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The New Zealand dollar fell to a week-low against its trans-Tasman counterpart after Australia added more jobs than expected last month and as Chinese trade figures were unexpectedly upbeat.
The kiwi fell as low as 92.26 Australian cents, trading at 92.39 cents at 5pm in Wellington from 93.02 cents yesterday. The local currency traded at 86.56 US cents at 5pm from 86.59 cents at 8am, down from 86.88 cents yesterday, after Reserve Bank governor Graeme Wheeler said he may sell the kiwi which he considers overvalued.
Australia added 14,200 full-time jobs in April, according to the Bureau of Statistics, and more than the 9,000 expected. That added to two months of strong employment growth and added to improving sentiment about Australia's economy. The Australian dollar also got a boost from Chinese trade figures showing a 0.9 percent increase in exports and a 0.8 percent rise in imports, driving a bigger surplus than anticipated.
"It was a pretty positive jobs number, and then the Chinese data gave the Aussie another boost," said Martin Rudings, client adviser at OMF. "Market positioning has a lot of people long on the kiwi against the Aussie, but the signal today with the Aussie numbers is that it might be time to take some money off the table."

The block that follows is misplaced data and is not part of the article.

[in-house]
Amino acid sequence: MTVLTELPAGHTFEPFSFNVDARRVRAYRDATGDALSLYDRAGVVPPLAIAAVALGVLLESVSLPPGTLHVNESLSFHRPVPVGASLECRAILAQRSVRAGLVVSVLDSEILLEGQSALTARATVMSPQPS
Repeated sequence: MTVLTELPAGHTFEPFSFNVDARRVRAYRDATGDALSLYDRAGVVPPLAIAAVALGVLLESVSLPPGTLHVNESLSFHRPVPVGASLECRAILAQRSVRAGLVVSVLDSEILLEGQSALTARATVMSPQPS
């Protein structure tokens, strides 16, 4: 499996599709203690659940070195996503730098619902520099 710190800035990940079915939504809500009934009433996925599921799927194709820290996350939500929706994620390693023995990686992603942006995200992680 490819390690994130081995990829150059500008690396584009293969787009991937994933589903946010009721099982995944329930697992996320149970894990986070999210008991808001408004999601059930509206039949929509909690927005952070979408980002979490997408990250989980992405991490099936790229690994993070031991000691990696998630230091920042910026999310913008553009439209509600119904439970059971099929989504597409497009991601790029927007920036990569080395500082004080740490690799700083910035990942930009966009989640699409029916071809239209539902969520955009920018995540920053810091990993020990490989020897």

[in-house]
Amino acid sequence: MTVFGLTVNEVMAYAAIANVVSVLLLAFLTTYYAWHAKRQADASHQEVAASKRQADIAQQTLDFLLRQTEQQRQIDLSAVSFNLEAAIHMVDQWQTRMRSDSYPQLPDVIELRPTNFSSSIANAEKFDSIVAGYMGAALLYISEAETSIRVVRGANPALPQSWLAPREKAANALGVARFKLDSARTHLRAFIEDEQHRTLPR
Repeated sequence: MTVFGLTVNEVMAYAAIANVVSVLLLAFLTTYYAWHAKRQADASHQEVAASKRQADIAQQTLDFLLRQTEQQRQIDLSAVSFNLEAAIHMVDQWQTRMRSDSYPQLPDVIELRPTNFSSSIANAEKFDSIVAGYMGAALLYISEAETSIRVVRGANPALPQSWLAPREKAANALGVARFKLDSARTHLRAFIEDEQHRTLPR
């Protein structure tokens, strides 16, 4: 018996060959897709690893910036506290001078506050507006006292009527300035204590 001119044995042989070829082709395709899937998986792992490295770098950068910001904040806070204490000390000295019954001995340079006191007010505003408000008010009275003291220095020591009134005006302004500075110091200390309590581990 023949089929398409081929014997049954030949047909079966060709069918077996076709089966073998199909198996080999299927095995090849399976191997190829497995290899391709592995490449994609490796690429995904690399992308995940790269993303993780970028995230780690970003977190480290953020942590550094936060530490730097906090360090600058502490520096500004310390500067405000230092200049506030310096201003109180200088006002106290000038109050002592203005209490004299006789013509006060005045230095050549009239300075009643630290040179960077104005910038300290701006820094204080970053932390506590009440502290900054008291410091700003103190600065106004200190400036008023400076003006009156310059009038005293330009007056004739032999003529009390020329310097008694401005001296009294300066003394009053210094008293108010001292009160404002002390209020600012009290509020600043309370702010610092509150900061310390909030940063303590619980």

The kiwi dollar started the day on the backfoot after New Zealand's Reserve Bank governor Wheeler said yesterday it would be opportune to intervene if the currency remains elevated in the face of deteriorating economic fundamentals. Westpac Banking Corp economists today lowered their forecast track for interest rate hikes, predicting a pause in July rather than another increase.
Quotable Value figures today showed New Zealand property values rose at the slowest annual pace in seven months in April, with rising interest rates and restrictions on low-equity home lending discouraging first-home buyers.
Meanwhile, in the US, Federal Reserve chair Janet Yellen will meet with the Senate Budget Committee on Thursday in Washington. In testimony to Congress yesterday, she said both the US economy and the American jobs market have continued to improve, but stressed that the Federal Open Market Committee plans to maintain the stream of easy money.
The local currency fell to 88.14 yen at 5pm in Wellington from 88.26 yen yesterday. It declined to 62.20 euro cents from 62.38 cents, and slipped to 51.05 British pence from 51.16 pence ahead of the European Central Bank's and Bank of England's respective policy reviews. The trade-weighted index dropped to 80.14 from 80.43 yesterday.